Friday, February 27, 2009

Political Motivation Still Top Motive for Web Defacement

Breach Security, Inc has released its annual report analyzing web page defacement. The study found that although financial motivation for web attacks is increasing, political and ideological motivations are still the primary drivers:
"On the other end of the spectrum, the ideologists use the Internet to convey their message using Web hacking. Their main vehicle is defacing web sites."
"When further analyzing defacement incidents, we found that the majority were of a political nature, targeting political parties, candidates and government departments, often with a very specific message related to a campaign. Others have a cultural aspect, mainly Islamic hackers defacing western web sites."

The report also looks at who is targeted most often for web defacements:
"Government is a prime target due to ideological reasons, while universities are more open than other organizations. These statistics, however, are biased, to a degree, as the public disclosure requirements of government and other public organizations are much broader than those of commercial organizations..."

"On the commercial side, Internet-related organizations top the list. This group includes retail shops, comprising mostly e-commerce sites, media companies and pure internet services such as search engines and service providers."


Wednesday, February 25, 2009

A New Military Branch for Cyber Warfare?

IANewsletter has published an article (starting on page 14) looking at the need for a separate cyber branch of the U.S. military on par with the Army, Navy, Marines and Air Force.

The authors review the historical context of the existing branches and the unique nature of cyber warfare:
"...occasionally, a new technology is so significant that it creates a discontinuity in the conduct of war that necessitates creation of an entirely new military service. This situation occurred in the United States, resulting in the formation of the Air Force in 1947. The advent of air power fundamentally altered the conduct of warfighting and drove the transformation of the Army Air Corps into the United States Air Force.

"The revolution in cyberwarfare places today’s militaries at a similar cusp in history and necessitates the formation of a cyberwarfare branch of the military, on equal footing with the Army, Navy, and Air Force."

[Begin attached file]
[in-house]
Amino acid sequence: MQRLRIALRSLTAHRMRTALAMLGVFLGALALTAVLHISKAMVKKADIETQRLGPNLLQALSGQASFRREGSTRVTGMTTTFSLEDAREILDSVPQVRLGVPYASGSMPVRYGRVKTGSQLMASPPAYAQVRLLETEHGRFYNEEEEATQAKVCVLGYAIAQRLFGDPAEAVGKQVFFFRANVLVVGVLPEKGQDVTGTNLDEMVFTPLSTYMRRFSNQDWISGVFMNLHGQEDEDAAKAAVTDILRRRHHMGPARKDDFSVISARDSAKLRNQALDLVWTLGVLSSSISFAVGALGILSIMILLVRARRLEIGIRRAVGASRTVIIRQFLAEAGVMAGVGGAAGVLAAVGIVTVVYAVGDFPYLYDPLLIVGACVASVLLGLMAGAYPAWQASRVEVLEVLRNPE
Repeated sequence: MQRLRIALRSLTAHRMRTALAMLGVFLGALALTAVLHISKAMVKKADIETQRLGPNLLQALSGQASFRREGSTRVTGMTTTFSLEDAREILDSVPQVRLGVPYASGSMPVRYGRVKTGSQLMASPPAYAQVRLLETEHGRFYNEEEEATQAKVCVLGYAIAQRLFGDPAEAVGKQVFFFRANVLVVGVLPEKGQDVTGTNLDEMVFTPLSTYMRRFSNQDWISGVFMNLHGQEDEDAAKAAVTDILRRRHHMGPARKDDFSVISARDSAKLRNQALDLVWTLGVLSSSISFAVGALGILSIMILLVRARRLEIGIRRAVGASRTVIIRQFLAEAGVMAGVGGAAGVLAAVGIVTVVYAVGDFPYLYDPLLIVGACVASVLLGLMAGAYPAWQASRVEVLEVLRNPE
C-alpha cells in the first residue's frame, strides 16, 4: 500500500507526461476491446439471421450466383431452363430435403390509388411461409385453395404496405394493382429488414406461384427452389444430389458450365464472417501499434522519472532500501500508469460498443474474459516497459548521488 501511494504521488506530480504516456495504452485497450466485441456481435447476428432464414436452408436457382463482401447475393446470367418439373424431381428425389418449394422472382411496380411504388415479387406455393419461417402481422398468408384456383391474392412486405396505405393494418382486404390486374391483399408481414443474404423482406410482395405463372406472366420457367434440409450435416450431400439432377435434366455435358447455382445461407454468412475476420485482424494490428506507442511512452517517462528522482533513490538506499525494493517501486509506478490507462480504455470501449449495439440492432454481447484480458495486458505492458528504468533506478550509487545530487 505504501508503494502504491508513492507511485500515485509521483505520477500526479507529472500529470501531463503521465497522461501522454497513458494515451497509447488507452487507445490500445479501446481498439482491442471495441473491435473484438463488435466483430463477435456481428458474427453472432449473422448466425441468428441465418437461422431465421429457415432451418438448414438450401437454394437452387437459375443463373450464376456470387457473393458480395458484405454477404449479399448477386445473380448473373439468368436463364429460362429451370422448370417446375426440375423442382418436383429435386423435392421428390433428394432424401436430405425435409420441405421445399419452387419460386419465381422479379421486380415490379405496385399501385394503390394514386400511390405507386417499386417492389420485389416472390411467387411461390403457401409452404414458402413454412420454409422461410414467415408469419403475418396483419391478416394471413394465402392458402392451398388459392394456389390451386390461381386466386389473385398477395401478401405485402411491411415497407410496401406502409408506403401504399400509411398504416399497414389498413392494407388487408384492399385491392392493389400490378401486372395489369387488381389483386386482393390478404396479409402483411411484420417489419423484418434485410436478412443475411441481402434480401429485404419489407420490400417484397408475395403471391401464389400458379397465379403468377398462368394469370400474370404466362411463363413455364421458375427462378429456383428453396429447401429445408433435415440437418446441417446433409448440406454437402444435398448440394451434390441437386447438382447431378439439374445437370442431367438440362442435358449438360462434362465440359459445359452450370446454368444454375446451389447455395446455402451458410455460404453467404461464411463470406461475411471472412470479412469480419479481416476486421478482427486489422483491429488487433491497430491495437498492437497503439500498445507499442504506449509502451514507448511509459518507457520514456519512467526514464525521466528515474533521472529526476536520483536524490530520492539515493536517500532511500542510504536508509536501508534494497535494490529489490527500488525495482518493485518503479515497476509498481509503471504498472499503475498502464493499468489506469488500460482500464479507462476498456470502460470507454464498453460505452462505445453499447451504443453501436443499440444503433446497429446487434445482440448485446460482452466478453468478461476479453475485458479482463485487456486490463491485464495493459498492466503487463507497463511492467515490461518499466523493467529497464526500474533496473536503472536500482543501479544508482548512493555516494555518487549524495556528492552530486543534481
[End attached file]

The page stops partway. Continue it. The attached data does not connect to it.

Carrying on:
"Cyberwarfare is fundamentally different from traditional kinetic warfare. National boundaries in cyberspace are difficult, if not impossible, to define. Lawyers and pundits are still debating the
formal definition of an “act of war.” Asymmetries abound and defenders must block all possible avenues of cyber attack. An attacker need only exploit a single vulnerability to be successful."
The article then discusses why it would be better to have a separate military branch rather than trying to integrate cyber capabilities into each existing branch:
"The cultures of today’s military services are fundamentally incompatible with the culture required to conduct cyberwarfare. This assertion in no way denigrates either culture. Today’s militaries excel at their respective missions of fighting and winning in ground, sea, and air conflict; however, the core skills each institution values are intrinsically different from those skills required to engage in cyberwarfare. Cyber requires a deep understanding of software, hardware, operating systems, and networks at both the technical and policy levels."

Army, Navy, Air Force, and Cyber—Is it Time for a Cyberwarfare Branch of Military?

Monday, February 23, 2009

Russian Consulate Website Attacked to Protest Sinking of Ship

Several sites are carrying information concerning an attack on the Russian Consulate in Shanghai to protest the Russian Navy's sinking of a Chinese ship as it tried to escape after being impounded for alleged smuggling.